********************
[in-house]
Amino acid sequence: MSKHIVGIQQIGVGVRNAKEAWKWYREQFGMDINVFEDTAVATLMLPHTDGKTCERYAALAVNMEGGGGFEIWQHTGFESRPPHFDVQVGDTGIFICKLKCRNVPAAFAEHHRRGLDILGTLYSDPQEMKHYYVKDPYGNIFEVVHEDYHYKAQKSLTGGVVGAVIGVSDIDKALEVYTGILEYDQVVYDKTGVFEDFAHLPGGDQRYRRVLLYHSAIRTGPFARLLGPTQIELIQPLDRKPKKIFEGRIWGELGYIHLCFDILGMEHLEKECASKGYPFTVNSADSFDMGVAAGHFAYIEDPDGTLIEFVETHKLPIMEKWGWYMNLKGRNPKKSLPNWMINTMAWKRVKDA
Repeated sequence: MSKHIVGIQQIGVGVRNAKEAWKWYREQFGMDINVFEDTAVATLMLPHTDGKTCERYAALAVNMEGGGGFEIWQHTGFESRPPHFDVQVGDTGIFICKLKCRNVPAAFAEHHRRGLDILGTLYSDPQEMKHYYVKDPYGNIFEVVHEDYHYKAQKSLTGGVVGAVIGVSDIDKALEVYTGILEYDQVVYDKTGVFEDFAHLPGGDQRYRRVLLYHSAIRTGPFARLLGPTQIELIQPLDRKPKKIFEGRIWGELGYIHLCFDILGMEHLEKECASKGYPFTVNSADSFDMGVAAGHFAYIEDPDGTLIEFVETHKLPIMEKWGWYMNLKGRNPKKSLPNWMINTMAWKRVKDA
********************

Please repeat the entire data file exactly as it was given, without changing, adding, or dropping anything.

[in-house]
Amino acid sequence: MSKHIVGIQQIGVGVRNAKEAWKWYREQFGMDINVFEDTAVATLMLPHTDGKTCERYAALAVNMEGGGGFEIWQHTGFESRPPHFDVQVGDTGIFICKLKCRNVPAAFAEHHRRGLDILGTLYSDPQEMKHYYVKDPYGNIFEVVHEDYHYKAQKSLTGGVVGAVIGVSDIDKALEVYTGILEYDQVVYDKTGVFEDFAHLPGGDQRYRRVLLYHSAIRTGPFARLLGPTQIELIQPLDRKPKKIFEGRIWGELGYIHLCFDILGMEHLEKECASKGYPFTVNSADSFDMGVAAGHFAYIEDPDGTLIEFVETHKLPIMEKWGWYMNLKGRNPKKSLPNWMINTMAWKRVKDA
Repeated sequence: MSKHIVGIQQIGVGVRNAKEAWKWYREQFGMDINVFEDTAVATLMLPHTDGKTCERYAALAVNMEGGGGFEIWQHTGFESRPPHFDVQVGDTGIFICKLKCRNVPAAFAEHHRRGLDILGTLYSDPQEMKHYYVKDPYGNIFEVVHEDYHYKAQKSLTGGVVGAVIGVSDIDKALEVYTGILEYDQVVYDKTGVFEDFAHLPGGDQRYRRVLLYHSAIRTGPFARLLGPTQIELIQPLDRKPKKIFEGRIWGELGYIHLCFDILGMEHLEKECASKGYPFTVNSADSFDMGVAAGHFAYIEDPDGTLIEFVETHKLPIMEKWGWYMNLKGRNPKKSLPNWMINTMAWKRVKDA